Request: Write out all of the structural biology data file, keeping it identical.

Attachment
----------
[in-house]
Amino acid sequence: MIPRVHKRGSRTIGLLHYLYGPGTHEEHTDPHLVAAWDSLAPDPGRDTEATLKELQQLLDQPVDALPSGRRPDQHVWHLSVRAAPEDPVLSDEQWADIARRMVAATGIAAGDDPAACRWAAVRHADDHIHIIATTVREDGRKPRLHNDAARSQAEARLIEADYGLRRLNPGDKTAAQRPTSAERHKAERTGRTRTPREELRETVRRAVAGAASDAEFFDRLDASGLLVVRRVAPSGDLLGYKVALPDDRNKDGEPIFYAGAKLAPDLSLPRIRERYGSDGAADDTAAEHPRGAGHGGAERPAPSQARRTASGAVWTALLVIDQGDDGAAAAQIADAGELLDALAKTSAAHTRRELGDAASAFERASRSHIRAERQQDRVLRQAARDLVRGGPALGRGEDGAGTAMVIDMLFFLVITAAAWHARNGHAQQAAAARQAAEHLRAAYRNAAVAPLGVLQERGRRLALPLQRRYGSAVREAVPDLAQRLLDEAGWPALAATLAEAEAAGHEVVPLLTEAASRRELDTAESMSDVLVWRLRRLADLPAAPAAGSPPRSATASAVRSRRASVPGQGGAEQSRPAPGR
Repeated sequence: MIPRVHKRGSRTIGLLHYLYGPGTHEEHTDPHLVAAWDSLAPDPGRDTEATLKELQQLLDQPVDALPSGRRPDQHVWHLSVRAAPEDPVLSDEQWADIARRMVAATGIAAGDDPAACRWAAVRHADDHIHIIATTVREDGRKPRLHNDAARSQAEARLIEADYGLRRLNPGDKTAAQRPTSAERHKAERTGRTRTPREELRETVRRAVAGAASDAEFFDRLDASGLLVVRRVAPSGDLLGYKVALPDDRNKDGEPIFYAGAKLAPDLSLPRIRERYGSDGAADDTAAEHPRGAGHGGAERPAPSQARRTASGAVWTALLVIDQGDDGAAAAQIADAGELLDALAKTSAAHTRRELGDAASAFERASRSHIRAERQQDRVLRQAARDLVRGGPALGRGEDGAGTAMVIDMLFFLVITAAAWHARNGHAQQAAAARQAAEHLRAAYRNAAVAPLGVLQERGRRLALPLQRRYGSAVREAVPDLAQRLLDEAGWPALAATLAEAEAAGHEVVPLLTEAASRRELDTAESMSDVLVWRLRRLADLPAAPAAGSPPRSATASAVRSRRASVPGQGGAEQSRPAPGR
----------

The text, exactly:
[in-house]
Amino acid sequence: MIPRVHKRGSRTIGLLHYLYGPGTHEEHTDPHLVAAWDSLAPDPGRDTEATLKELQQLLDQPVDALPSGRRPDQHVWHLSVRAAPEDPVLSDEQWADIARRMVAATGIAAGDDPAACRWAAVRHADDHIHIIATTVREDGRKPRLHNDAARSQAEARLIEADYGLRRLNPGDKTAAQRPTSAERHKAERTGRTRTPREELRETVRRAVAGAASDAEFFDRLDASGLLVVRRVAPSGDLLGYKVALPDDRNKDGEPIFYAGAKLAPDLSLPRIRERYGSDGAADDTAAEHPRGAGHGGAERPAPSQARRTASGAVWTALLVIDQGDDGAAAAQIADAGELLDALAKTSAAHTRRELGDAASAFERASRSHIRAERQQDRVLRQAARDLVRGGPALGRGEDGAGTAMVIDMLFFLVITAAAWHARNGHAQQAAAARQAAEHLRAAYRNAAVAPLGVLQERGRRLALPLQRRYGSAVREAVPDLAQRLLDEAGWPALAATLAEAEAAGHEVVPLLTEAASRRELDTAESMSDVLVWRLRRLADLPAAPAAGSPPRSATASAVRSRRASVPGQGGAEQSRPAPGR
Repeated sequence: MIPRVHKRGSRTIGLLHYLYGPGTHEEHTDPHLVAAWDSLAPDPGRDTEATLKELQQLLDQPVDALPSGRRPDQHVWHLSVRAAPEDPVLSDEQWADIARRMVAATGIAAGDDPAACRWAAVRHADDHIHIIATTVREDGRKPRLHNDAARSQAEARLIEADYGLRRLNPGDKTAAQRPTSAERHKAERTGRTRTPREELRETVRRAVAGAASDAEFFDRLDASGLLVVRRVAPSGDLLGYKVALPDDRNKDGEPIFYAGAKLAPDLSLPRIRERYGSDGAADDTAAEHPRGAGHGGAERPAPSQARRTASGAVWTALLVIDQGDDGAAAAQIADAGELLDALAKTSAAHTRRELGDAASAFERASRSHIRAERQQDRVLRQAARDLVRGGPALGRGEDGAGTAMVIDMLFFLVITAAAWHARNGHAQQAAAARQAAEHLRAAYRNAAVAPLGVLQERGRRLALPLQRRYGSAVREAVPDLAQRLLDEAGWPALAATLAEAEAAGHEVVPLLTEAASRRELDTAESMSDVLVWRLRRLADLPAAPAAGSPPRSATASAVRSRRASVPGQGGAEQSRPAPGR